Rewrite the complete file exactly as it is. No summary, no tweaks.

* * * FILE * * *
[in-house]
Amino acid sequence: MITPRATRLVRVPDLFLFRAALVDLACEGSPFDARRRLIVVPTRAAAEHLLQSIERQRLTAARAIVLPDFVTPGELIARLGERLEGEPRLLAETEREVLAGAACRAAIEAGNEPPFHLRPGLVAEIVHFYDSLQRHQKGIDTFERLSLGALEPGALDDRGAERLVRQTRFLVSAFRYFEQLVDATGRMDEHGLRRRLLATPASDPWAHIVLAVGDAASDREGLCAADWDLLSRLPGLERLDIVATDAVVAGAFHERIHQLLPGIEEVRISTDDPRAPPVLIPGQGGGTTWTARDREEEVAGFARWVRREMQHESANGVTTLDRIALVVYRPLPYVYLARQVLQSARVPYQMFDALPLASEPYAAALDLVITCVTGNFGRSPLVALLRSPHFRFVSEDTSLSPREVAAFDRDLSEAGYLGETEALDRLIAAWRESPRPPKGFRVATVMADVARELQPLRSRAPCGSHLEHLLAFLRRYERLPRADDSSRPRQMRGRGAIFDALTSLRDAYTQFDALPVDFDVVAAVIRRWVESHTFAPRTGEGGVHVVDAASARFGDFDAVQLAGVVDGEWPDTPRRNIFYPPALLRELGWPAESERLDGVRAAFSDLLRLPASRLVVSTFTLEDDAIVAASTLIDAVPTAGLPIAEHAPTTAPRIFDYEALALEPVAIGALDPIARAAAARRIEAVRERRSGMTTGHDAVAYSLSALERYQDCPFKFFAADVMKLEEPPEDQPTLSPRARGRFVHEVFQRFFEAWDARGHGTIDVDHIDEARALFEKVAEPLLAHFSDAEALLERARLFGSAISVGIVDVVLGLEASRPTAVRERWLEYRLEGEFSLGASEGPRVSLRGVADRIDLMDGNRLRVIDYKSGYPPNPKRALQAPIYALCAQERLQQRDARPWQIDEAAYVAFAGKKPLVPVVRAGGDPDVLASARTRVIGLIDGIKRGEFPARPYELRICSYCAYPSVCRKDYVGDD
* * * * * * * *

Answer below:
[in-house]
Amino acid sequence: MITPRATRLVRVPDLFLFRAALVDLACEGSPFDARRRLIVVPTRAAAEHLLQSIERQRLTAARAIVLPDFVTPGELIARLGERLEGEPRLLAETEREVLAGAACRAAIEAGNEPPFHLRPGLVAEIVHFYDSLQRHQKGIDTFERLSLGALEPGALDDRGAERLVRQTRFLVSAFRYFEQLVDATGRMDEHGLRRRLLATPASDPWAHIVLAVGDAASDREGLCAADWDLLSRLPGLERLDIVATDAVVAGAFHERIHQLLPGIEEVRISTDDPRAPPVLIPGQGGGTTWTARDREEEVAGFARWVRREMQHESANGVTTLDRIALVVYRPLPYVYLARQVLQSARVPYQMFDALPLASEPYAAALDLVITCVTGNFGRSPLVALLRSPHFRFVSEDTSLSPREVAAFDRDLSEAGYLGETEALDRLIAAWRESPRPPKGFRVATVMADVARELQPLRSRAPCGSHLEHLLAFLRRYERLPRADDSSRPRQMRGRGAIFDALTSLRDAYTQFDALPVDFDVVAAVIRRWVESHTFAPRTGEGGVHVVDAASARFGDFDAVQLAGVVDGEWPDTPRRNIFYPPALLRELGWPAESERLDGVRAAFSDLLRLPASRLVVSTFTLEDDAIVAASTLIDAVPTAGLPIAEHAPTTAPRIFDYEALALEPVAIGALDPIARAAAARRIEAVRERRSGMTTGHDAVAYSLSALERYQDCPFKFFAADVMKLEEPPEDQPTLSPRARGRFVHEVFQRFFEAWDARGHGTIDVDHIDEARALFEKVAEPLLAHFSDAEALLERARLFGSAISVGIVDVVLGLEASRPTAVRERWLEYRLEGEFSLGASEGPRVSLRGVADRIDLMDGNRLRVIDYKSGYPPNPKRALQAPIYALCAQERLQQRDARPWQIDEAAYVAFAGKKPLVPVVRAGGDPDVLASARTRVIGLIDGIKRGEFPARPYELRICSYCAYPSVCRKDYVGDD